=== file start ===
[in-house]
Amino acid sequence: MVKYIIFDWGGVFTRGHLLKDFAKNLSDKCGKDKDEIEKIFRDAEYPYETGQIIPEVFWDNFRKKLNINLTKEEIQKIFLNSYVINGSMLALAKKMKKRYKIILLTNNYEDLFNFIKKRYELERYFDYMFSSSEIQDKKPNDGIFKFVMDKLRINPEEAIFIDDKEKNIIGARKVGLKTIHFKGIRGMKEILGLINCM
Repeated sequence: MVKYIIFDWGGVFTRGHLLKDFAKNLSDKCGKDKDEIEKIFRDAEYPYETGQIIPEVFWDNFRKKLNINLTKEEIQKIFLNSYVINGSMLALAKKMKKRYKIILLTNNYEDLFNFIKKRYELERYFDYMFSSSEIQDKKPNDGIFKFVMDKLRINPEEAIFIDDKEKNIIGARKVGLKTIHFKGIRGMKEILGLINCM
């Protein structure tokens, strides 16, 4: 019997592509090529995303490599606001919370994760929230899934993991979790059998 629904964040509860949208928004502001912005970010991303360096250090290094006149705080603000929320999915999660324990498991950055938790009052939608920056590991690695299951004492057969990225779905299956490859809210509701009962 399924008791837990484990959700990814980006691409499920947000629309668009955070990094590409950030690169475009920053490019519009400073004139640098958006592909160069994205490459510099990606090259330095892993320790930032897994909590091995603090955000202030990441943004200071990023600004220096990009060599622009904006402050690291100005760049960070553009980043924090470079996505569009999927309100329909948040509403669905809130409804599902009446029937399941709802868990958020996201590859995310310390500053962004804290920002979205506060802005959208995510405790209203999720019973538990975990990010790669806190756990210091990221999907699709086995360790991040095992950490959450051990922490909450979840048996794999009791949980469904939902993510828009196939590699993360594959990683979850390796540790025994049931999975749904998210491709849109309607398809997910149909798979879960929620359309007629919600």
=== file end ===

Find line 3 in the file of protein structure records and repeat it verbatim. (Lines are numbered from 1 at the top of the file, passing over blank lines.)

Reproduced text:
Repeated sequence: MVKYIIFDWGGVFTRGHLLKDFAKNLSDKCGKDKDEIEKIFRDAEYPYETGQIIPEVFWDNFRKKLNINLTKEEIQKIFLNSYVINGSMLALAKKMKKRYKIILLTNNYEDLFNFIKKRYELERYFDYMFSSSEIQDKKPNDGIFKFVMDKLRINPEEAIFIDDKEKNIIGARKVGLKTIHFKGIRGMKEILGLINCM